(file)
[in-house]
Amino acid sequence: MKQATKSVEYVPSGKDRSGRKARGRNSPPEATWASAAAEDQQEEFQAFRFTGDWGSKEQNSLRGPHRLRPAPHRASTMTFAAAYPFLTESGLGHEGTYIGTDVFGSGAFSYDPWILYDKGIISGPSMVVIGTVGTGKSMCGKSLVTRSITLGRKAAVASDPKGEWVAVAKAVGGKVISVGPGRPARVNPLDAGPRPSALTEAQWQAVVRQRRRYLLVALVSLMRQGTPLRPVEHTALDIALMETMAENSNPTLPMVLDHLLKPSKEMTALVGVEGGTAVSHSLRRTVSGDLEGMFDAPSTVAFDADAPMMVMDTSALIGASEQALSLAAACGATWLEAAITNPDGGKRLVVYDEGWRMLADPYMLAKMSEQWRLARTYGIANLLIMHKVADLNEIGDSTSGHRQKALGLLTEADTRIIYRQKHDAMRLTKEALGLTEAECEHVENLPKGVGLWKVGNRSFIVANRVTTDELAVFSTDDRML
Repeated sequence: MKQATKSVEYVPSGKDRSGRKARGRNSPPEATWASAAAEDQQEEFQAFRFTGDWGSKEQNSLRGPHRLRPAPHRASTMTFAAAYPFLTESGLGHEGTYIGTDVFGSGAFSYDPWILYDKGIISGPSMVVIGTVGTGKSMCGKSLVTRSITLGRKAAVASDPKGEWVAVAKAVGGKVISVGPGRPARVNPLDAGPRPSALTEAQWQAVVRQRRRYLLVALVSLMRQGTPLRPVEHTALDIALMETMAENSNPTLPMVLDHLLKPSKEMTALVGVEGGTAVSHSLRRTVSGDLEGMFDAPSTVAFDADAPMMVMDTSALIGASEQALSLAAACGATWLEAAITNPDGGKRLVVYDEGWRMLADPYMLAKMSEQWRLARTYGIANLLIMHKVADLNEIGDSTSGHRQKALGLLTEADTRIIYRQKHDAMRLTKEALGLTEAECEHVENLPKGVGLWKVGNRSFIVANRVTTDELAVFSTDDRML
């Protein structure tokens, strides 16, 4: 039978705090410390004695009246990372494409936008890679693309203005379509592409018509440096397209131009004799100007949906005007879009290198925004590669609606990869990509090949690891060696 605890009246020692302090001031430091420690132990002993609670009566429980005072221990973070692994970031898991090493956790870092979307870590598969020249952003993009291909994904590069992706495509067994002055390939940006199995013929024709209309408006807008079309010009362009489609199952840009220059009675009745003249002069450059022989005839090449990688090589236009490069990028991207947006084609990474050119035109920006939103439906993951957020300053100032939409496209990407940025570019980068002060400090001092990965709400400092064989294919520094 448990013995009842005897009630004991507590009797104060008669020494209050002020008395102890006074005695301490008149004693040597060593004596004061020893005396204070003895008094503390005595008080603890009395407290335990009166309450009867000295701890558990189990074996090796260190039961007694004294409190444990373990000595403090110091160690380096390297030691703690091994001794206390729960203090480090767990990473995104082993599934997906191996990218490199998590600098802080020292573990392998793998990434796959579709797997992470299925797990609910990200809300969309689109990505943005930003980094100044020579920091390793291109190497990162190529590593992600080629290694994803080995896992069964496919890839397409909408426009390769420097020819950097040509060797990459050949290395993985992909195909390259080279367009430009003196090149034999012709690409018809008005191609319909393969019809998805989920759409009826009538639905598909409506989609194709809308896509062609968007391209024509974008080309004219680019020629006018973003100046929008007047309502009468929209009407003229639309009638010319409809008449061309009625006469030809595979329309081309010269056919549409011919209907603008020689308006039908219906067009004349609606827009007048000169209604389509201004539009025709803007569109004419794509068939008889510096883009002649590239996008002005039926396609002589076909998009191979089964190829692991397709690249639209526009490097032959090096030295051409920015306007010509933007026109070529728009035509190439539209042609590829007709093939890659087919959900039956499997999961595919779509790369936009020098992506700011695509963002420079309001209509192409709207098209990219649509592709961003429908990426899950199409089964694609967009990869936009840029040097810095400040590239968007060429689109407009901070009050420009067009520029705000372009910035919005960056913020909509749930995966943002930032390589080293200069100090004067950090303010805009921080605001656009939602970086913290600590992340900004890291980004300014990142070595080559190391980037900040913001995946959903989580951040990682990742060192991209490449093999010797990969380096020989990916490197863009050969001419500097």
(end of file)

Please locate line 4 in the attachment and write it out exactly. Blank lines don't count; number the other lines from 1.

């Protein structure tokens, strides 16, 4: 039978705090410390004695009246990372494409936008890679693309203005379509592409018509440096397209131009004799100007949906005007879009290198925004590669609606990869990509090949690891060696 605890009246020692302090001031430091420690132990002993609670009566429980005072221990973070692994970031898991090493956790870092979307870590598969020249952003993009291909994904590069992706495509067994002055390939940006199995013929024709209309408006807008079309010009362009489609199952840009220059009675009745003249002069450059022989005839090449990688090589236009490069990028991207947006084609990474050119035109920006939103439906993951957020300053100032939409496209990407940025570019980068002060400090001092990965709400400092064989294919520094 448990013995009842005897009630004991507590009797104060008669020494209050002020008395102890006074005695301490008149004693040597060593004596004061020893005396204070003895008094503390005595008080603890009395407290335990009166309450009867000295701890558990189990074996090796260190039961007694004294409190444990373990000595403090110091160690380096390297030691703690091994001794206390729960203090480090767990990473995104082993599934997906191996990218490199998590600098802080020292573990392998793998990434796959579709797997992470299925797990609910990200809300969309689109990505943005930003980094100044020579920091390793291109190497990162190529590593992600080629290694994803080995896992069964496919890839397409909408426009390769420097020819950097040509060797990459050949290395993985992909195909390259080279367009430009003196090149034999012709690409018809008005191609319909393969019809998805989920759409009826009538639905598909409506989609194709809308896509062609968007391209024509974008080309004219680019020629006018973003100046929008007047309502009468929209009407003229639309009638010319409809008449061309009625006469030809595979329309081309010269056919549409011919209907603008020689308006039908219906067009004349609606827009007048000169209604389509201004539009025709803007569109004419794509068939008889510096883009002649590239996008002005039926396609002589076909998009191979089964190829692991397709690249639209526009490097032959090096030295051409920015306007010509933007026109070529728009035509190439539209042609590829007709093939890659087919959900039956499997999961595919779509790369936009020098992506700011695509963002420079309001209509192409709207098209990219649509592709961003429908990426899950199409089964694609967009990869936009840029040097810095400040590239968007060429689109407009901070009050420009067009520029705000372009910035919005960056913020909509749930995966943002930032390589080293200069100090004067950090303010805009921080605001656009939602970086913290600590992340900004890291980004300014990142070595080559190391980037900040913001995946959903989580951040990682990742060192991209490449093999010797990969380096020989990916490197863009050969001419500097």